Ever sat in a restaurant and people in the party ask for a sweetener for their iced tea or coffee? Inevitably someone asks for a specific kind – the pink one, the yellow one, the blue one. Each major type of sweetener used in restaurants has distinguished itself with a different color packaging. Soon there will undoubtedly be a new colored packet joining the pile. The U.S. Food and Drug Administration (FDA) approved a new super strong, artificial sweetener.
The high-intensity sweetener, advantame, received FDA approval this week for use as a flavor enhancer in foods. They gave approval for the product to be used as a tabletop sweetener, like the pink and blue packets. Advantame can also be used in place of sugar or high fructose corn syrup, so the new sweetener can also be used in baked goods, beverages, jams and jellies, fruit juice products, gelatins and puddings, chewing gum and other foods. Sugar substitutes enhance foods while adding few or no calories and generally not affecting blood sugar levels.
“Sugar substitutes are called ‘high-intensity’ because small amounts pack a large punch when it comes to sweetness,” Captain Andrew Zajac, from the U.S. Public Health Service and director of the FDA Division of Petition Review, explained in the agency’s news release announcing the new super artificial sweetener’s approval. Advantame has 0 calories. It is reportedly 20,000 times sweeter than sugar and an estimated 100 times sweeter than aspartame, according to the Calorie Control Council.
Advantame is a white powder that dissolves in water and remains stable even at higher temperatures, according to an FDA news release. Advantame is actually a derivative of aspartame and vanillin, which is an artificial flavor used in a variety of foods such as dairy, fruit, citrus and mint, according to Ajinomoto North America, Inc. The vanillin helps mask any potential off taste from alternative sweeteners.
The FDA’s approval of advantame was based on data from 37 animal and human studies submitted by Ajinomoto Co., Inc., the maker of the new sugar substitute. The studies were designed to identify any possible negative effects on the immune, reproductive and developmental, or nervous systems, according to Zajac.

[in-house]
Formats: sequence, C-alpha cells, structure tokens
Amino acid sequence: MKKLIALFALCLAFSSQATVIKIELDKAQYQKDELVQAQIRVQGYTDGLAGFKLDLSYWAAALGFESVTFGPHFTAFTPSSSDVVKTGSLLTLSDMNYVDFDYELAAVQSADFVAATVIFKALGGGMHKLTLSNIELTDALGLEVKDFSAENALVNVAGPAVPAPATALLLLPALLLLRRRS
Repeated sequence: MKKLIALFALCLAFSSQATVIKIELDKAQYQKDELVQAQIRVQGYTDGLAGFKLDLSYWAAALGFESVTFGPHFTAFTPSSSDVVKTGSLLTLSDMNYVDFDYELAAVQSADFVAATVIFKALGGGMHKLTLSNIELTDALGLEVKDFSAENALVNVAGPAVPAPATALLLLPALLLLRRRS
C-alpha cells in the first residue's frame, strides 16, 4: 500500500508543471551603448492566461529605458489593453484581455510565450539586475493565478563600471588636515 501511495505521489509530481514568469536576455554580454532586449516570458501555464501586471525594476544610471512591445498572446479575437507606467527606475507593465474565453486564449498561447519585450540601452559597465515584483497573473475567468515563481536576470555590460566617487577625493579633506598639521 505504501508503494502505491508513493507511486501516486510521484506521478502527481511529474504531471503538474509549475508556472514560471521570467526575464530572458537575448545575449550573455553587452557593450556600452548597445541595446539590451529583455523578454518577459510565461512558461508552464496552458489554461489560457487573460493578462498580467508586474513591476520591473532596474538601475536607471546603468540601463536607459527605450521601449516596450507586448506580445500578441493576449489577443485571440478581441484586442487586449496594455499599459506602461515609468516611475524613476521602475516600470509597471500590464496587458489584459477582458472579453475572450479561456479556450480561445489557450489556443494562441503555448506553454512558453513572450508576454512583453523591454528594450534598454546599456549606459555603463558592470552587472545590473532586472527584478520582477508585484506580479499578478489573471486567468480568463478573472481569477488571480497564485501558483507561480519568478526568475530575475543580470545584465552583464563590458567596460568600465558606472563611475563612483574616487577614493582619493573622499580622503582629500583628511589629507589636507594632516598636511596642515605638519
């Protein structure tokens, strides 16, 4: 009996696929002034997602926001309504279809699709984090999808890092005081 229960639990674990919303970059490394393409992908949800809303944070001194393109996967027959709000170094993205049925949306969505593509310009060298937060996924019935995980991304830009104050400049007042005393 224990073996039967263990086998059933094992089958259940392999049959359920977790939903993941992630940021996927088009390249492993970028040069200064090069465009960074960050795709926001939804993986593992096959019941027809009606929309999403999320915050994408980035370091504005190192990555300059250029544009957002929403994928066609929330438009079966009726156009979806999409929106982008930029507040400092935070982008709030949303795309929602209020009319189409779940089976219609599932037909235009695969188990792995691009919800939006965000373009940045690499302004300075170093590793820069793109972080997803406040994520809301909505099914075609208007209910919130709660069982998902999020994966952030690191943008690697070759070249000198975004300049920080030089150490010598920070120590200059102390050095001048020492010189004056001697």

Ajinomoto started the lengthy FDA approval process for advantame’s use within the U.S. in 2009. Australia and New Zealand have already approved advantame, according to Ajinomoto North America. Approvals are currently pending in the European Union and Japan.
The one caution the FDA noted about advantame is that it is chemically similar to aspartame (Equal – the blue packets). People who have a genetic called phenylketonuria (PKU) should avoid or limit their use of aspartame, according to the FDA. People with PKU have difficulty metabolizing phenylalanine, a component of both aspartame and advantame. Consequently, foods on the market with aspartame include label information warning people with PKU about the presence of phenylalanine. The FDA evaluated whether advantame should be required to carry similar PKU alerts. However, since advantame is so much sweeter than aspartame, a significantly smaller amount will be necessary to achieve the same amount of sweetness. As a result, the FDA determined that foods that contain advantame will not be required to include alerts for people with PKU.
The new artificial sweetener is the sixth high-intensity (or super) one that the FDA has approved for use in the U.S.. The last high-intensity sweetening product approved by the FDA was Neotame (brand name Newtame) in 2002. The other four sweeteners currently approved for use in the country are saccharin (Sweet’N Low), aspartame (Equal), sucralose (Splenda) and acesulfame potassium (Sweet One). Advantame does not yet have a brand name or – for those packets in restaurants – a color.
By Dyanne Weiss